Sunday, March 27, 2016

Easter Weekend

Happy Easter everyone! 
Sadly it was a very gloomy Easter Sunday here in Philadelphia. But, look there is a Johnny-Jump-Up in my garden! Thank you birds! (most likely). I don't think I've ever spread these seeds. If I did, they are far too old to bloom this year.  This little guy is more than welcome and I hope he spreads all over the place. 

Yesterday I took a Wooden Window Restoration Workshop at the West Philly Tool Library. I can not tell you how fortunate I feel to have this organization in my neighborhood. As some of you long time readers will remember, back in ought eleven, I started to strip the bay window on the first floor. Details can be found here: first post about stripping the windows.
Suffice to say there came a point where I was stuck. Like, really stuck.
 I'd been stripping all of the stuff, only to realize I also had to strip the wood of the sashes.  - Well how exactly do you do that!!!???
It didn't make sense to do it in situ because I couldn't get all of it anyway. So over the next 5 years, I would strip a little, think - I should take this apart - but what if I ruin it?-  and then give up.  Because deep down, I knew I had to take the entire window situation apart but I didn't know how. Not to mention that I figured it would be a ton of work.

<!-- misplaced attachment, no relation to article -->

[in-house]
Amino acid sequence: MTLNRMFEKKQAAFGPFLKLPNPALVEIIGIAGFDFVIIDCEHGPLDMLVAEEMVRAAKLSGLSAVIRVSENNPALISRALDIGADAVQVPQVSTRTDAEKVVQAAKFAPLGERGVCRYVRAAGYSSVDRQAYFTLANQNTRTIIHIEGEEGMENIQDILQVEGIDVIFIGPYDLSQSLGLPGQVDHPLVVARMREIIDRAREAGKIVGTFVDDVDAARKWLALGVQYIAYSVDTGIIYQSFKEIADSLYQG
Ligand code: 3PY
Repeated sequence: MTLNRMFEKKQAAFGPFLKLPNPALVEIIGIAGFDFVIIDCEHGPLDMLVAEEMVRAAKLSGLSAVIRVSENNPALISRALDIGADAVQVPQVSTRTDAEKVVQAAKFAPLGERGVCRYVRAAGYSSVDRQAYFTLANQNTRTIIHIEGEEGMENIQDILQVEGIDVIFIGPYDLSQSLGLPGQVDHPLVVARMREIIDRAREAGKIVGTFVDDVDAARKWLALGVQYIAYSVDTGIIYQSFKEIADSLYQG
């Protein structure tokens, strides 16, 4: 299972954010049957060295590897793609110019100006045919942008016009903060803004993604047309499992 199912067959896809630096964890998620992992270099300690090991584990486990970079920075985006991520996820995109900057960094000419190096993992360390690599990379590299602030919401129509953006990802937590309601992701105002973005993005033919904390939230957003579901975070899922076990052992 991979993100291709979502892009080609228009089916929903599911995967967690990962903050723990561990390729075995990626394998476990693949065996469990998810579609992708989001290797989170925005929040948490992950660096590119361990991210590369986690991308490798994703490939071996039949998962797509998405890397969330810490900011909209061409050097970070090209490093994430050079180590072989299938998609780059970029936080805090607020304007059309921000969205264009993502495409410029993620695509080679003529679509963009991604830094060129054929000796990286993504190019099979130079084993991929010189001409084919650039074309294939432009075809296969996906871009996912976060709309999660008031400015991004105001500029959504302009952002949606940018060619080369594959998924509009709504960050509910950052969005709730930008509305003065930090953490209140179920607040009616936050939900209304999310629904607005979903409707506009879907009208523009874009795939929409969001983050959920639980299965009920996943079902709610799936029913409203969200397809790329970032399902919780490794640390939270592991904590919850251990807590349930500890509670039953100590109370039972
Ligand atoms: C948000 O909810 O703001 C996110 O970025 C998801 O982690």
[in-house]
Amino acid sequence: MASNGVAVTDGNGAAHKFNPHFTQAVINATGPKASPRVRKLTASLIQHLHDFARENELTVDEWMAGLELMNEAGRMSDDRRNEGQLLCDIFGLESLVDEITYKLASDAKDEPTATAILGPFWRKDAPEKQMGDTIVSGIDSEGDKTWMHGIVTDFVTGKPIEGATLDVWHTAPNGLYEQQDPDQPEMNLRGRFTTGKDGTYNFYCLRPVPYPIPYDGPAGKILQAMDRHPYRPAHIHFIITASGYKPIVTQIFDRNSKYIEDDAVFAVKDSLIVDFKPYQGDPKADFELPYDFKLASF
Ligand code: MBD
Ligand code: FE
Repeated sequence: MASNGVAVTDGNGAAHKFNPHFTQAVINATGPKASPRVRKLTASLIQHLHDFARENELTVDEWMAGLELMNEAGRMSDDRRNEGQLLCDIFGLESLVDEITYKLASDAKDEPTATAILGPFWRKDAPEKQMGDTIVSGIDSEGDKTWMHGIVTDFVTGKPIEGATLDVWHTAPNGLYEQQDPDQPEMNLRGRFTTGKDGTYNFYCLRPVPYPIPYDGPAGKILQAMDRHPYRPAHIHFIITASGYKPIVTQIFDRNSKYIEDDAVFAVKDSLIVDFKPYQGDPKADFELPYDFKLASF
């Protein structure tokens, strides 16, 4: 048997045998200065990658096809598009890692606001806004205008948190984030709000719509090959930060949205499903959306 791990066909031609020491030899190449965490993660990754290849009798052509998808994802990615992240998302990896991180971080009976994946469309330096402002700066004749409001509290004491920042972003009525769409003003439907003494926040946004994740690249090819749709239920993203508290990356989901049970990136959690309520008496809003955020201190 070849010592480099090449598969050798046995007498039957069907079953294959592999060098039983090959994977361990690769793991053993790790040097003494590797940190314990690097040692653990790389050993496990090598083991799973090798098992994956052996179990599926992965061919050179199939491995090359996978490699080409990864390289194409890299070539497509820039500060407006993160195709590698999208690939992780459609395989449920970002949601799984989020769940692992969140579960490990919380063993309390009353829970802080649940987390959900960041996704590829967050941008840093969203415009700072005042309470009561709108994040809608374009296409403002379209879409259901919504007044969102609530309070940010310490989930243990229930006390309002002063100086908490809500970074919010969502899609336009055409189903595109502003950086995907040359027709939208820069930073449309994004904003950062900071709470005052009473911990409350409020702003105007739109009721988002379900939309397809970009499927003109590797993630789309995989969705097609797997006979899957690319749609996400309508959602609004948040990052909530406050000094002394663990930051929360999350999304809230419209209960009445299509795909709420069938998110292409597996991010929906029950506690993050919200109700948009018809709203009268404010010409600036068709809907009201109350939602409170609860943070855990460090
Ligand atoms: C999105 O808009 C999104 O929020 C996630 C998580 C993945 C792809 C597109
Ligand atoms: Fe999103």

Well, I was right on all accounts.
The first thing the instructor said was, Wooden windows were built to be fixed. Ha! Fantastic! Tell me how!
Within two hours, he had! 
I know how to strip the paint efficiently (with a heat gun).
I know how to cut glass. 
I know how to glaze the windows. 
I know how to use the putty and putty knife. 
And most importantly, I know what these things are for!
 Those are glazier's points. 
For some reason those fly around in my tool box. And I've had no idea why or what they are for (or even where they came from). Those things are pushed into the wood of the frame to keep the glass in place after the first layer of putty as been applied.
And finally, I understand how the weight works for the window. I'm supposed to be careful about the "coil" when I remove the sash.  
Otherwise, I'm supposed to just nail the chain in. It should be a surprise when I finally remove the actual sashes.  
The windows on the first floor are mostly original. The second and third floors have all been replaced. And now thanks to this workshop, after six years of stalling, I know how to proceed.
 I was hoping to show you some progress on my own project after taking this workshop, but alas, my morning bike ride proved what my 2am allergy fit already suspected, every single tree in Philadelphia that can bloom, has bloomed. I have allergy mush-for-brains. 
I spent the afternoon in the garden cleaning, which doesn't require too many brains. When fall comes, we pretty much abandon our gardens and allow nature to take its course. Here in the spring, we realize we heed to hop-to and clean things up before that's not exactly possible. Today I pulled some unproductive forsythias and generally raked debris from the winter. Yesterday I trimmed the front hedge. This coming week I have resolved I need to do a lot more general cleaning and some seed planting. 
Since most of this post is rather boring and non-picturesque, I'll leave you with Swee'pea's highlight of the week:
His new box du jour. He was thrilled mommy ordered something big enough for him to nestle in.

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